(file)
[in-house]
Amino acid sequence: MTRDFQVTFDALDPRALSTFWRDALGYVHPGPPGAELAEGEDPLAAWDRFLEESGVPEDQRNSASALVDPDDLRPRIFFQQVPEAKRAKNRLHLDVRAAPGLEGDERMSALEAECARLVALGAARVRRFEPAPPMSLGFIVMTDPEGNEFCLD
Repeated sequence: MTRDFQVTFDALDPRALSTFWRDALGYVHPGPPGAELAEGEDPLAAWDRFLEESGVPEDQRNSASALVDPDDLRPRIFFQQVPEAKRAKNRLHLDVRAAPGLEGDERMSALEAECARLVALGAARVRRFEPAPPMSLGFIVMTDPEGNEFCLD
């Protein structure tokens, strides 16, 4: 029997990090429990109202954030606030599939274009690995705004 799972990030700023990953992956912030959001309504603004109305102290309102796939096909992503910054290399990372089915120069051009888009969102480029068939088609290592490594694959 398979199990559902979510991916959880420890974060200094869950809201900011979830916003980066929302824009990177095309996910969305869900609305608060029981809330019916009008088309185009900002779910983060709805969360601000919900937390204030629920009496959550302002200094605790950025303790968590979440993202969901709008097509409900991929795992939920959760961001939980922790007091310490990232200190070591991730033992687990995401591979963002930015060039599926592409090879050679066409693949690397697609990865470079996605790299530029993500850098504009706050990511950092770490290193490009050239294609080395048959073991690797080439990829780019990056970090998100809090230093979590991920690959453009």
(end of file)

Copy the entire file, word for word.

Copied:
[in-house]
Amino acid sequence: MTRDFQVTFDALDPRALSTFWRDALGYVHPGPPGAELAEGEDPLAAWDRFLEESGVPEDQRNSASALVDPDDLRPRIFFQQVPEAKRAKNRLHLDVRAAPGLEGDERMSALEAECARLVALGAARVRRFEPAPPMSLGFIVMTDPEGNEFCLD
Repeated sequence: MTRDFQVTFDALDPRALSTFWRDALGYVHPGPPGAELAEGEDPLAAWDRFLEESGVPEDQRNSASALVDPDDLRPRIFFQQVPEAKRAKNRLHLDVRAAPGLEGDERMSALEAECARLVALGAARVRRFEPAPPMSLGFIVMTDPEGNEFCLD
């Protein structure tokens, strides 16, 4: 029997990090429990109202954030606030599939274009690995705004 799972990030700023990953992956912030959001309504603004109305102290309102796939096909992503910054290399990372089915120069051009888009969102480029068939088609290592490594694959 398979199990559902979510991916959880420890974060200094869950809201900011979830916003980066929302824009990177095309996910969305869900609305608060029981809330019916009008088309185009900002779910983060709805969360601000919900937390204030629920009496959550302002200094605790950025303790968590979440993202969901709008097509409900991929795992939920959760961001939980922790007091310490990232200190070591991730033992687990995401591979963002930015060039599926592409090879050679066409693949690397697609990865470079996605790299530029993500850098504009706050990511950092770490290193490009050239294609080395048959073991690797080439990829780019990056970090998100809090230093979590991920690959453009």